The word for today is…
sawbones (noun) – A physician, especially a surgeon.
Source : The Free Dictionary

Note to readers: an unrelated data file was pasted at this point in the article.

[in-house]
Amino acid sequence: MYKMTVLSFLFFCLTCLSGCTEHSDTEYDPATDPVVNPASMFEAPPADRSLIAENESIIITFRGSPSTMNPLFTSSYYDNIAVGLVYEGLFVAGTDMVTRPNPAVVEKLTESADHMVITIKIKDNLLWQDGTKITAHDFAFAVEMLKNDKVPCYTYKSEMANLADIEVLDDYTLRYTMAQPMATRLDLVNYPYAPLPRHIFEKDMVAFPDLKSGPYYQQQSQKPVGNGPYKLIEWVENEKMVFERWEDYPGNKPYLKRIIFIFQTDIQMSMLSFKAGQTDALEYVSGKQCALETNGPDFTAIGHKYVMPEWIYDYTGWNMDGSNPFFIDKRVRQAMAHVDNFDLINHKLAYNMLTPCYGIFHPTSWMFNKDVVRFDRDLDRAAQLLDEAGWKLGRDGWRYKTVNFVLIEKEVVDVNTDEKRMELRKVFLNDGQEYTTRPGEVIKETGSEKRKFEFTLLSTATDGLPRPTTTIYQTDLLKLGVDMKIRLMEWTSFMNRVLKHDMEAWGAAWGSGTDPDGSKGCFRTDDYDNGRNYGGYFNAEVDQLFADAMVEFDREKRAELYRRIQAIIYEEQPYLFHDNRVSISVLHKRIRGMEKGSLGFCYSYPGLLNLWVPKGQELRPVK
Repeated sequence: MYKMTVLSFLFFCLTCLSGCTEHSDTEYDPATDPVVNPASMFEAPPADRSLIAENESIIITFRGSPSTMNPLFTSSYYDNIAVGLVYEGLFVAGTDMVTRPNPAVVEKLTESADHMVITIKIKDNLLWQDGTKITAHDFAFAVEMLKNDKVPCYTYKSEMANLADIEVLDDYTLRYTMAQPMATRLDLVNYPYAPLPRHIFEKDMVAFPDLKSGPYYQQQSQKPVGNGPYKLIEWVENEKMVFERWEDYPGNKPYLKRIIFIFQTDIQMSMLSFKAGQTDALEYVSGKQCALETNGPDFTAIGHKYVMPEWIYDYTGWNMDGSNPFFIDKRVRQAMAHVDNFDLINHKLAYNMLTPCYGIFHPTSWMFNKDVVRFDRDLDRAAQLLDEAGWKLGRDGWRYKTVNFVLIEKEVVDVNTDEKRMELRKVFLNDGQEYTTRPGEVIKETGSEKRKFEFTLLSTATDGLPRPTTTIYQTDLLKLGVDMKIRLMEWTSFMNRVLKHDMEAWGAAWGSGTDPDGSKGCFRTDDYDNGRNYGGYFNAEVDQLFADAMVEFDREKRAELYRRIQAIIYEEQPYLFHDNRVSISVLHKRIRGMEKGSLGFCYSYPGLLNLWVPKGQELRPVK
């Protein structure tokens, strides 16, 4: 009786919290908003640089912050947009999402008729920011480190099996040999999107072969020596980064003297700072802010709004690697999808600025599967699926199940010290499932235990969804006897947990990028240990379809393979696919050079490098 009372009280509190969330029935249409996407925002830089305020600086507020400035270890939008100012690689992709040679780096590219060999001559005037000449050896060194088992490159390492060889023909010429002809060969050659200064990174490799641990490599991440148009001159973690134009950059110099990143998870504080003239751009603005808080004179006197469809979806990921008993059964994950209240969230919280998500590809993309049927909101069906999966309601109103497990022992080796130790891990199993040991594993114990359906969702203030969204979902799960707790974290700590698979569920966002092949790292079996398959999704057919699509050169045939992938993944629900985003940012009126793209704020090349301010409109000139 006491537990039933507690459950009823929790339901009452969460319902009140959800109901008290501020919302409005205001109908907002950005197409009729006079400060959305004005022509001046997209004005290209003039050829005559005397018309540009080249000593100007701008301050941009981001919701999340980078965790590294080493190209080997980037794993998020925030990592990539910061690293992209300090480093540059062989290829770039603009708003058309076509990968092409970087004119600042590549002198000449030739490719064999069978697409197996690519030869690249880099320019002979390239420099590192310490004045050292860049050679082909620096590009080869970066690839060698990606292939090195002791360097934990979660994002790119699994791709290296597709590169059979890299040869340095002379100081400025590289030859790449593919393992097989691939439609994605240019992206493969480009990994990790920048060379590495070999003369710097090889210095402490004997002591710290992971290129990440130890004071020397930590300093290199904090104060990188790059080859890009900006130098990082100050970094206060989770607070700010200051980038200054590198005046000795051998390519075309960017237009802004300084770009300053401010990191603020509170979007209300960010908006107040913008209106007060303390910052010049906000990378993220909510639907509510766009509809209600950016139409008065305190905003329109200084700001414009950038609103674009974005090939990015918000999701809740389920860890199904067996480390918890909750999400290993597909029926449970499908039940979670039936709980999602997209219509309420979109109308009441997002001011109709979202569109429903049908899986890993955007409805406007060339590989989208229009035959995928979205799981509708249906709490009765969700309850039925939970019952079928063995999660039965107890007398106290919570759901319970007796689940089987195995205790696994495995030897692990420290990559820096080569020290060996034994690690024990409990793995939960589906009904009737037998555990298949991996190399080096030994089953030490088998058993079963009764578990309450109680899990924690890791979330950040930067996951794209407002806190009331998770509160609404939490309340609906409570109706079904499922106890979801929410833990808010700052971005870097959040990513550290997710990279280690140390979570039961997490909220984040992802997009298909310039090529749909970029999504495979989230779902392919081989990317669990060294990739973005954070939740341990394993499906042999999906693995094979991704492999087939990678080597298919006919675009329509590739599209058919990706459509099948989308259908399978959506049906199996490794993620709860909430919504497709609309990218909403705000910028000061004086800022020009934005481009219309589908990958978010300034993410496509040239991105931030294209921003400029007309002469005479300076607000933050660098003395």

Etymology : Sawbones cut its first literary tooth in Charles Dickens’s 1837 novel The Pickwick Papers, when Sam Weller says to Mr. Pickwick, “Don’t you know what a sawbones is, sir? … I thought everybody know’d as a sawbones was a surgeon.” An evocative term that calls to mind the saws that 19th-century surgeons used to perform amputations, sawbones quickly became an established member of the English language, employed by such authors as H. G. Wells, Mark Twain, and Robert Louis Stevenson. Mercifully, medical technology has improved dramatically since then (the surgical saws used in procedures today are a far cry from the primitive tools of yesteryear), but the word sawbones is still used, often in a humorous context.